Will bea­cons be the next big re­tail strat­egy?

Lotte and SK lead the way in send­ing sales info based on lo­ca­tion

JoongAng Daily - - Front Page - BY PARK EUN-JEE ej­park@joongang.co.kr

With the Korean pop­u­la­tion’s affin­ity for new tech­nol­ogy, the coun­try is of­ten con­sid­ered a rich test­ing ground for un­der­stand­ing how tech de­vel­op­ments im­pacts peo­ples’ daily lives. And the lat­est tech­nol­ogy Korea is ex­plor­ing are bea­cons.

The coun­try’s lead­ing con­glom­er­ates have re­cently jumped on the bea­con band­wagon, mulling how to de­ploy them in align­ment with the busi­nesses they of­fer.

Bea­cons are a Blue­tooth low en­ergy (BLE) tech­nol­ogy de­signed to lo­cate a cus­tomer in a store by de­tect­ing sig­nals from mo­bile de­vices. The range of ap­pli­ca­tion is broad, but it is most com­monly used to send real-time mes­sages about spe­cials, coupons and loy­alty pro­grams to shop­pers.

At the fore­front of the bea­con ex­per­i­ment are Lotte and SK groups. SK Planet, an SK af­fil­i­ate that spe­cial­izes in mo­bile so­lu­tions, in­te­grated the Blue­tooth tech­nol­ogy into its mo­bile shop­ping ap­pli­ca­tion Syrup in June.

When the app user en­ters a part­ner shop of SK, bea­cons will send the shop­per dis­count coupons for that store.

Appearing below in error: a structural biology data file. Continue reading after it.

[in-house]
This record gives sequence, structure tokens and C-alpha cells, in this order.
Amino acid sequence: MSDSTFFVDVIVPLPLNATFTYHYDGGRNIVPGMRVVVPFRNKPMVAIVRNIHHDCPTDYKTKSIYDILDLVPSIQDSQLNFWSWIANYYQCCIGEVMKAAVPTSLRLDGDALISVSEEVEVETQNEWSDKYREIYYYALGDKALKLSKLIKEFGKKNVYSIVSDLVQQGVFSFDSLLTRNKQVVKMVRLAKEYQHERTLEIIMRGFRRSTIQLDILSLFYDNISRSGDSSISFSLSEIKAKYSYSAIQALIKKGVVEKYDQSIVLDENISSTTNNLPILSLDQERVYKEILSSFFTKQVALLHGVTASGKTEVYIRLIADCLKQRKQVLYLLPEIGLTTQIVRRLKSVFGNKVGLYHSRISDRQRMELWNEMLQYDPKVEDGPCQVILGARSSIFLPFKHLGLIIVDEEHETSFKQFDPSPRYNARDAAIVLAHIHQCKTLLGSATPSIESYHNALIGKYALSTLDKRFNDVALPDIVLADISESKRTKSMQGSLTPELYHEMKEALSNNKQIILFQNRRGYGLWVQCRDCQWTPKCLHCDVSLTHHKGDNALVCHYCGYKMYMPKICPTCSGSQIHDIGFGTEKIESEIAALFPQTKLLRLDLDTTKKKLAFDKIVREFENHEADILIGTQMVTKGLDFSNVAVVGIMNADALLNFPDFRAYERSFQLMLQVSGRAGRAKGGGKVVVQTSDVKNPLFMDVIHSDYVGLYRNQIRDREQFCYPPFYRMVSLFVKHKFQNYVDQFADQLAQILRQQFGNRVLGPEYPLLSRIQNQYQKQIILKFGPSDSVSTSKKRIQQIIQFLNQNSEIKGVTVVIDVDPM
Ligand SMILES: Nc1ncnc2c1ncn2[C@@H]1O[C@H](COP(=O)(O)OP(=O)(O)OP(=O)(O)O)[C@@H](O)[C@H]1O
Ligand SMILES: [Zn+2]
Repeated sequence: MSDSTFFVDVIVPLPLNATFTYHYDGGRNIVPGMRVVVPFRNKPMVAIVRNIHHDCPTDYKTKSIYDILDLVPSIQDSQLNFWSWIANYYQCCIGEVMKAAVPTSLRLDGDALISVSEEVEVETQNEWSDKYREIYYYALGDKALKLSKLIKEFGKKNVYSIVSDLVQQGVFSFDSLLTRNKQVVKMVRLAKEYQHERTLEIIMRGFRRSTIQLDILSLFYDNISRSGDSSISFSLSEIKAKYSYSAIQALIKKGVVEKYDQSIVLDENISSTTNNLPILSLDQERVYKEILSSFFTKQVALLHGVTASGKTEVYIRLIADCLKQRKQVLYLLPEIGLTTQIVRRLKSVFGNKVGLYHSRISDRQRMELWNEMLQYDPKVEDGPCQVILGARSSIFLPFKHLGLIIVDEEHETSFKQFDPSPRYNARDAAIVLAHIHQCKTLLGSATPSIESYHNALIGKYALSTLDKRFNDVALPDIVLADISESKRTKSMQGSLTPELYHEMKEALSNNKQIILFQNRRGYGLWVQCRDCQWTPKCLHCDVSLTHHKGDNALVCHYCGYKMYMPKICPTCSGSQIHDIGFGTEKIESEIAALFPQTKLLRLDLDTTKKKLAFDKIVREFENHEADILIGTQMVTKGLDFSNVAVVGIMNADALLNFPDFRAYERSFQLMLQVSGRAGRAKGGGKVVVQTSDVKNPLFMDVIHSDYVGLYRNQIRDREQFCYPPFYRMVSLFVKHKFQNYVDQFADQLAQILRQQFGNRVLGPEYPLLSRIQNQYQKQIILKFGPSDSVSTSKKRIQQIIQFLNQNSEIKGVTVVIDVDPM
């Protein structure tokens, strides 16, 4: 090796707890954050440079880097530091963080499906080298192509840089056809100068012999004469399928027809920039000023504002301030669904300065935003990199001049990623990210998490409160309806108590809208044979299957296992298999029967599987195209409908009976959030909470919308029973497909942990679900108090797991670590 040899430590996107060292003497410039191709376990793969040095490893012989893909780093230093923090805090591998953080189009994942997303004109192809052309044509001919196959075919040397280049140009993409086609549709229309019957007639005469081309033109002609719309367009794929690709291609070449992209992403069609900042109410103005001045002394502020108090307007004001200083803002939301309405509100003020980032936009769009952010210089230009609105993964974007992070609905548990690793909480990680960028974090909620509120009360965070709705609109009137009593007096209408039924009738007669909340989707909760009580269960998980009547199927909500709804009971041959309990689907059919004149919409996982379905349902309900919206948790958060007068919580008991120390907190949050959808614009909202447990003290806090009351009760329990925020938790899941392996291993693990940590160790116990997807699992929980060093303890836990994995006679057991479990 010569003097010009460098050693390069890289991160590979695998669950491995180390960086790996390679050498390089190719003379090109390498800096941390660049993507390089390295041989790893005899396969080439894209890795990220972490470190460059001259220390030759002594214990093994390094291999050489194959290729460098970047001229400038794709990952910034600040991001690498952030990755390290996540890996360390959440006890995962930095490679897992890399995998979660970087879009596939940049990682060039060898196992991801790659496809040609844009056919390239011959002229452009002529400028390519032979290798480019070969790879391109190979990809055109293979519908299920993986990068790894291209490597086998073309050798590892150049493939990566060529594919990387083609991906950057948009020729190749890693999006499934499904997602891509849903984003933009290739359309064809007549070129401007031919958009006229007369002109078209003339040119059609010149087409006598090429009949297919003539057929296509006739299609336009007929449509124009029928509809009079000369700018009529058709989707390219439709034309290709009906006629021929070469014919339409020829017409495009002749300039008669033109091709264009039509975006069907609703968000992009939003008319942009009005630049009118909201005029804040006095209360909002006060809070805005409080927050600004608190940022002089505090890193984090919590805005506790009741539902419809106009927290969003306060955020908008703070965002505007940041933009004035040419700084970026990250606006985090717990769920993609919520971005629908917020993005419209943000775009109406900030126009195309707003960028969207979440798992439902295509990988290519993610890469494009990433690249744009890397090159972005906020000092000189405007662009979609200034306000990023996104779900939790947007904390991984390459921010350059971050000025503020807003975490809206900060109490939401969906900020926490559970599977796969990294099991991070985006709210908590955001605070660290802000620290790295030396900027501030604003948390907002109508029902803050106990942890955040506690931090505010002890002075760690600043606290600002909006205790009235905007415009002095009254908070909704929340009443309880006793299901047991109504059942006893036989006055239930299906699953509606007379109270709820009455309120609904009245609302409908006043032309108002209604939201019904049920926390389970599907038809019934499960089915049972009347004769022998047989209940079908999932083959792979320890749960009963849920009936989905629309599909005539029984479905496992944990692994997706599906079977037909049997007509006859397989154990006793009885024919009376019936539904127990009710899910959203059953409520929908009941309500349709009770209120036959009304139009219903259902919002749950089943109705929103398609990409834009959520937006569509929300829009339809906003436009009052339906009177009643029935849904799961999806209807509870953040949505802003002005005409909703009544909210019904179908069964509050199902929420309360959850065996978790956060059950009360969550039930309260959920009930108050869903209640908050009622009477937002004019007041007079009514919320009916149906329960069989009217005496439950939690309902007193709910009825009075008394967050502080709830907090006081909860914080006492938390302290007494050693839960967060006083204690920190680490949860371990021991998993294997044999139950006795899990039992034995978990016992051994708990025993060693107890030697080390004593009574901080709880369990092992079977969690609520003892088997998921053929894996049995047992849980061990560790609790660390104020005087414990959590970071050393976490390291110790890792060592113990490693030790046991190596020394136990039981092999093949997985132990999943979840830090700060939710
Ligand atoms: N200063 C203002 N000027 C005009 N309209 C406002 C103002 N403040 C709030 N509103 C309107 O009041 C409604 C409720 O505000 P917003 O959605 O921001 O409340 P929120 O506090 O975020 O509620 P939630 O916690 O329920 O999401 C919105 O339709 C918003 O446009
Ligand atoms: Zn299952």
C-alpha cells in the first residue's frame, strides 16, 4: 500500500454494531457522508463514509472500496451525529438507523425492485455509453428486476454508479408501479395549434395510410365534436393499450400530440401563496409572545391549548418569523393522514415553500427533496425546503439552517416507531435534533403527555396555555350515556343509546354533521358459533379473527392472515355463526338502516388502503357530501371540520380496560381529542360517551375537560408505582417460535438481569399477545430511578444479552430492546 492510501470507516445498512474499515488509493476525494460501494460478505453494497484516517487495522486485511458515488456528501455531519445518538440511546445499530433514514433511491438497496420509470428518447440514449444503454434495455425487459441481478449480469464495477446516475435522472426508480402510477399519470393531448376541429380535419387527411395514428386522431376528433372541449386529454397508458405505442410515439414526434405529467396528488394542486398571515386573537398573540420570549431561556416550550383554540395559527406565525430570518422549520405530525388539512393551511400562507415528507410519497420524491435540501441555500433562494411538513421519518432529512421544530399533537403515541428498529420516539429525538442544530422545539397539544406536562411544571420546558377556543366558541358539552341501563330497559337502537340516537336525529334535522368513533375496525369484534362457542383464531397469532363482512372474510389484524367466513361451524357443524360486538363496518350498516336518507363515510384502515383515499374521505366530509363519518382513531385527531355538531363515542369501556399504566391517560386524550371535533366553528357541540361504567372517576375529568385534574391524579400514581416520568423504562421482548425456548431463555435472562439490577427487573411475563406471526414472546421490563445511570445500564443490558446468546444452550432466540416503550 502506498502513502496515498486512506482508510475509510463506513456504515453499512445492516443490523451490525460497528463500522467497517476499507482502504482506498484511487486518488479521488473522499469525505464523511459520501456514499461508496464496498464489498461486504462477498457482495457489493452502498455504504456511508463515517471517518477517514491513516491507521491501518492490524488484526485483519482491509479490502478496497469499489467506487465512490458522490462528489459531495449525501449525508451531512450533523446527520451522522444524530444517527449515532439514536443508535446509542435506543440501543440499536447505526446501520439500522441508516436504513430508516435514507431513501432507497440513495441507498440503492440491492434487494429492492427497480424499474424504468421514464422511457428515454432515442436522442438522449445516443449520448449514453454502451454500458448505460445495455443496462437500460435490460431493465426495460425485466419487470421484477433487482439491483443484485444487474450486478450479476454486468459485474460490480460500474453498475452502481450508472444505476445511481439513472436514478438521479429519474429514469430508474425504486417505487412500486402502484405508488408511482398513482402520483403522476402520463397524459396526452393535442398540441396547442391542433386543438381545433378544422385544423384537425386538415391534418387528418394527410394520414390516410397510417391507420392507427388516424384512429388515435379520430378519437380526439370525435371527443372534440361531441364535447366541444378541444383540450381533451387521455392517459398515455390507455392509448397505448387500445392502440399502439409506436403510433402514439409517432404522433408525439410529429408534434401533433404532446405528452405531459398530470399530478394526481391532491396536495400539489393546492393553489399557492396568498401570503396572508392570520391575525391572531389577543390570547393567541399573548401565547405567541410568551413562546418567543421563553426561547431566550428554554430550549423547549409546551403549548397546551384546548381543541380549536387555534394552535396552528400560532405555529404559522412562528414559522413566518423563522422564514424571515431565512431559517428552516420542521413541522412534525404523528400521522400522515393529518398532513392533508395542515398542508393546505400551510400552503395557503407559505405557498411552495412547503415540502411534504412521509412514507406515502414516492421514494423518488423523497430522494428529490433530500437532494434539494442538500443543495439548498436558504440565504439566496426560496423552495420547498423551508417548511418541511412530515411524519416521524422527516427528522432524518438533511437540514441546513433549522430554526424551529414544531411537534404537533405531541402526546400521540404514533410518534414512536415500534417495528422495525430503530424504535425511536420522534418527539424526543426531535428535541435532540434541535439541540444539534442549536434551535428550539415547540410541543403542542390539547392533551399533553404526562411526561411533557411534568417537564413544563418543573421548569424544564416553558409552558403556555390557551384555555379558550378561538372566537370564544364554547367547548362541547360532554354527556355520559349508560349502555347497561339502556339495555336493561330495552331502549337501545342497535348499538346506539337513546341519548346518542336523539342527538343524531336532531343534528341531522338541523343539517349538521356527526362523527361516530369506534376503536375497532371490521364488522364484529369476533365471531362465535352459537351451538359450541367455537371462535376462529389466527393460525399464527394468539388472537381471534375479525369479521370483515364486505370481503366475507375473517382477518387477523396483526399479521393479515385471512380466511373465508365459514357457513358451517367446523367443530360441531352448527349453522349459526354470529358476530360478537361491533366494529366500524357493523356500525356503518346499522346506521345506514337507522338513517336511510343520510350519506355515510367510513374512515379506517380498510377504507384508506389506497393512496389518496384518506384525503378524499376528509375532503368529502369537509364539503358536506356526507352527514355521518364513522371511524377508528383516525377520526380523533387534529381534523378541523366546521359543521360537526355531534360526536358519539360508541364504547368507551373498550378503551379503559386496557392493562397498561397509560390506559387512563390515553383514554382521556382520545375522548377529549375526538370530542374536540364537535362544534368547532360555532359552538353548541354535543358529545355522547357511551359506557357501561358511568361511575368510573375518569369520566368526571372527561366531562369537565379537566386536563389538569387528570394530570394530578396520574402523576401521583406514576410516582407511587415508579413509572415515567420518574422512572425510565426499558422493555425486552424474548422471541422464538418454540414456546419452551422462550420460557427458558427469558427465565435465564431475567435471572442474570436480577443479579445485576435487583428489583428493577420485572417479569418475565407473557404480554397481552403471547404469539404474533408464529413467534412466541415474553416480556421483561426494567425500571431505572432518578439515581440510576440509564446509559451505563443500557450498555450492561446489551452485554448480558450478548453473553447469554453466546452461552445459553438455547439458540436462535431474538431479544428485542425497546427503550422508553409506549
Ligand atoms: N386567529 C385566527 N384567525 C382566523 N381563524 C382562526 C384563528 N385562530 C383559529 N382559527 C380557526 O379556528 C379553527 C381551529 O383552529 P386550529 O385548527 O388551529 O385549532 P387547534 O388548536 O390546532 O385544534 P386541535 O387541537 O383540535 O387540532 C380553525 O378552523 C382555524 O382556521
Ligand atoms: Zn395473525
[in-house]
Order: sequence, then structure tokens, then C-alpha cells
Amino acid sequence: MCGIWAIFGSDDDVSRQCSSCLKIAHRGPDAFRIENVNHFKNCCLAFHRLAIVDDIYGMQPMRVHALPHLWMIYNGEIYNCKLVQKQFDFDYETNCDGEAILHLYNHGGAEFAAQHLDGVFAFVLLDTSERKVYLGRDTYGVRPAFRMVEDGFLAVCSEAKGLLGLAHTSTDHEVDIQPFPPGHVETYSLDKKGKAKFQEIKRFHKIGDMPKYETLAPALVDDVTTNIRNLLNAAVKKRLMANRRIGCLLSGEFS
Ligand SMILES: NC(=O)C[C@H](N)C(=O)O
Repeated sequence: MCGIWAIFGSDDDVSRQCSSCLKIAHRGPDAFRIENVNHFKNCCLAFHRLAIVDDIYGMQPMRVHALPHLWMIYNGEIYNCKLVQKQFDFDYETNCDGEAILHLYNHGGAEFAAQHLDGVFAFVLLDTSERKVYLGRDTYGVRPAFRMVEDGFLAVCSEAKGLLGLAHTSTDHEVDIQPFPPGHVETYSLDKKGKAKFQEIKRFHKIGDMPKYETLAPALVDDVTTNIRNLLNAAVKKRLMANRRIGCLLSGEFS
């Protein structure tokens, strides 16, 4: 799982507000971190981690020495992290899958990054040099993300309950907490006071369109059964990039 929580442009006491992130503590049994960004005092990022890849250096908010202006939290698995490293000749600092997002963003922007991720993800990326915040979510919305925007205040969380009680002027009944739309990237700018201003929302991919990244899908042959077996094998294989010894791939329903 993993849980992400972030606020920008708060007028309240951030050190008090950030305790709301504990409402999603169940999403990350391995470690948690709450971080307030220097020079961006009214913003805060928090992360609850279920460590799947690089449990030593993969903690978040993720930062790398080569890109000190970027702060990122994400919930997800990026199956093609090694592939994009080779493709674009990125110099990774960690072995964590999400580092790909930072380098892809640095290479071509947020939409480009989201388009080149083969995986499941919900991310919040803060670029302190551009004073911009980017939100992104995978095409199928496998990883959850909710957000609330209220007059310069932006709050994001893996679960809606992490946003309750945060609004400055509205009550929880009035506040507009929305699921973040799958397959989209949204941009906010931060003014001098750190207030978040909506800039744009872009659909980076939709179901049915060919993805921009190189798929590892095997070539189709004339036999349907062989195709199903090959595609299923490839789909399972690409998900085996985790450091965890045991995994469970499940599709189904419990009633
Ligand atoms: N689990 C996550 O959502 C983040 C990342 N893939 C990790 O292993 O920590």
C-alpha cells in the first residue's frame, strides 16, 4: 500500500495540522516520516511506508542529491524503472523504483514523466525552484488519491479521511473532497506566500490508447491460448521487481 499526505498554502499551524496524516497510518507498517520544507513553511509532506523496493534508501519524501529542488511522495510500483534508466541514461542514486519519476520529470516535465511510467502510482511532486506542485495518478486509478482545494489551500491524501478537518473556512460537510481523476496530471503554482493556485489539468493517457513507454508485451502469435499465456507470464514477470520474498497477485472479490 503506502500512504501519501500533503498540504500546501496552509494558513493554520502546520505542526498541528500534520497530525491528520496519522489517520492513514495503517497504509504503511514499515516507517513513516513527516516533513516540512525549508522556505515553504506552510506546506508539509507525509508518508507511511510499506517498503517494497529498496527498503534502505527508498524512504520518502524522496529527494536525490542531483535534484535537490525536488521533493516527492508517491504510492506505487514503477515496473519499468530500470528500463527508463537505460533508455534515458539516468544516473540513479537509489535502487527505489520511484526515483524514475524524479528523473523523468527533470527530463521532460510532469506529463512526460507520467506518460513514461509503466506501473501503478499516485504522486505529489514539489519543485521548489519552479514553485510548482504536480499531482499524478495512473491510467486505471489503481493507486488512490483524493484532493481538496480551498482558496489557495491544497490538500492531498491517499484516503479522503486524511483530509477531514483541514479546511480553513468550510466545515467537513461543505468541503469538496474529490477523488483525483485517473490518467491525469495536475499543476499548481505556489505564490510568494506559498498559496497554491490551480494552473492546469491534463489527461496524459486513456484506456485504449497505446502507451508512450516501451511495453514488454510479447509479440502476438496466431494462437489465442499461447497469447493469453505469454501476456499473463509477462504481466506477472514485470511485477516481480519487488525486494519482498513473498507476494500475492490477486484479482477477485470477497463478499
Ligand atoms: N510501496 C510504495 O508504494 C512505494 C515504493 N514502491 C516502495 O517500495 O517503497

SK Planet has part­nered with more than 200 stores in Myeong-dong, cen­tral Seoul and Sin­chon in western Seoul, in­clud­ing ABC Mart, Hollys Cof­fee and A Two­some Place.

SK wants to broaden the ap­peal of bea­cons by con­nect­ing its busi­nesses with the tech­nol­ogy. For ex­am­ple, OK Cash­bag, an SK Planet loy­alty pro­gram in which mem­bers can col­lect and re­deem points for re­wards, will use bea­cons to is­sue more points to mem­bers’ mo­bile de­vices when they visit stores that have joined with SK.

Bea­cons are linked with a larger theme in the re­tail sec­tor: a seam­less con­sumer ex­pe­ri­ence, re­ferred to as omni-chan­nel re­tail­ing, which stores want to achieve by elim­i­nat­ing the di­vi­sion be­tween on­line shop­ping malls and brick and mor­tar shops.

“Bea­cons will al­low Syrup to of­fer a seam­less shop­ping ex­pe­ri­ence,” said Cho Young-hoon, a man­ager at SK Planet’s com­merce business di­vi­sion. “We plan to uti­lize the Wi-Fi ser­vice to more ac­cu­rately lo­cate cus­tomers and of­fer more di­verse ser­vices.”

A seam­less re­tail strat­egy is ex­actly what Lotte Group, the coun­try’s No. 1 re­tail player, is look­ing for. Lotte Mart be­came the first su­per­mar­ket to adopt bea­cons last month at its branch in Lotte World Mall in Jam­sil, south­ern Seoul.

When con­sumers down­load the Lotte Mart app, they will re­ceive spe­cials and dis­count coupons when they en­ter cer­tain sec­tions of the store or ap­proach shelves con­tain­ing sale items.

The bea­con ser­vice at the mart, how­ever, is only able to track the “gen­eral” vicin­ity.

When a re­porter vis­ited the dis­count chain to test the bea­con-en­abled app last week, coupons for prod­ucts that were three to four aisles away were sent, rather than in­for­ma­tion only for the items di­rectly in front of the shop­per.